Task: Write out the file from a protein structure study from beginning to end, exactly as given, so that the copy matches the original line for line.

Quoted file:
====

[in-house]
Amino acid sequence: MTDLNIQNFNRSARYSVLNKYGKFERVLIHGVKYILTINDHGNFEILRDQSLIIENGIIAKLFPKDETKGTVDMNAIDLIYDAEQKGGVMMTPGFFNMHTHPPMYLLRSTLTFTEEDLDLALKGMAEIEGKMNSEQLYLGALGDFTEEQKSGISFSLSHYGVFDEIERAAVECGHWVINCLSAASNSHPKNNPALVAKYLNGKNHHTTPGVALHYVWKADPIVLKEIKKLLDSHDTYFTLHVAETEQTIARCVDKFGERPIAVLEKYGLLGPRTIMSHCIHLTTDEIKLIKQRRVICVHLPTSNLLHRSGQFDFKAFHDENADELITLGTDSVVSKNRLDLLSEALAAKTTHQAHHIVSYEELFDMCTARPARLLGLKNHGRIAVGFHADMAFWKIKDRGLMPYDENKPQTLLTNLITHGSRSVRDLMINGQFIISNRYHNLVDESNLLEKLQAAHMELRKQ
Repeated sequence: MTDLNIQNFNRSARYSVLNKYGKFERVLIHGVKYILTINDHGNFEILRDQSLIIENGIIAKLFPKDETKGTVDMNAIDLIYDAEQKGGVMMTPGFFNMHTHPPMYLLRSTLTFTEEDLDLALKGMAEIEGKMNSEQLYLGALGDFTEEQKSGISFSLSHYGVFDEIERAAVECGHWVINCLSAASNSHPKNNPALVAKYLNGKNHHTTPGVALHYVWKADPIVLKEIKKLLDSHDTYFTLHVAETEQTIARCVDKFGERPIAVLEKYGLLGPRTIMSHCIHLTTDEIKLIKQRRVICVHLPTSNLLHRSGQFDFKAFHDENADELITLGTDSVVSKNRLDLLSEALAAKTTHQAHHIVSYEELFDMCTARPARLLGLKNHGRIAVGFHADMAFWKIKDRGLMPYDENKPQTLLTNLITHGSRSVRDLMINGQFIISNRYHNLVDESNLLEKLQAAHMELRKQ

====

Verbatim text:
[in-house]
Amino acid sequence: MTDLNIQNFNRSARYSVLNKYGKFERVLIHGVKYILTINDHGNFEILRDQSLIIENGIIAKLFPKDETKGTVDMNAIDLIYDAEQKGGVMMTPGFFNMHTHPPMYLLRSTLTFTEEDLDLALKGMAEIEGKMNSEQLYLGALGDFTEEQKSGISFSLSHYGVFDEIERAAVECGHWVINCLSAASNSHPKNNPALVAKYLNGKNHHTTPGVALHYVWKADPIVLKEIKKLLDSHDTYFTLHVAETEQTIARCVDKFGERPIAVLEKYGLLGPRTIMSHCIHLTTDEIKLIKQRRVICVHLPTSNLLHRSGQFDFKAFHDENADELITLGTDSVVSKNRLDLLSEALAAKTTHQAHHIVSYEELFDMCTARPARLLGLKNHGRIAVGFHADMAFWKIKDRGLMPYDENKPQTLLTNLITHGSRSVRDLMINGQFIISNRYHNLVDESNLLEKLQAAHMELRKQ
Repeated sequence: MTDLNIQNFNRSARYSVLNKYGKFERVLIHGVKYILTINDHGNFEILRDQSLIIENGIIAKLFPKDETKGTVDMNAIDLIYDAEQKGGVMMTPGFFNMHTHPPMYLLRSTLTFTEEDLDLALKGMAEIEGKMNSEQLYLGALGDFTEEQKSGISFSLSHYGVFDEIERAAVECGHWVINCLSAASNSHPKNNPALVAKYLNGKNHHTTPGVALHYVWKADPIVLKEIKKLLDSHDTYFTLHVAETEQTIARCVDKFGERPIAVLEKYGLLGPRTIMSHCIHLTTDEIKLIKQRRVICVHLPTSNLLHRSGQFDFKAFHDENADELITLGTDSVVSKNRLDLLSEALAAKTTHQAHHIVSYEELFDMCTARPARLLGLKNHGRIAVGFHADMAFWKIKDRGLMPYDENKPQTLLTNLITHGSRSVRDLMINGQFIISNRYHNLVDESNLLEKLQAAHMELRKQ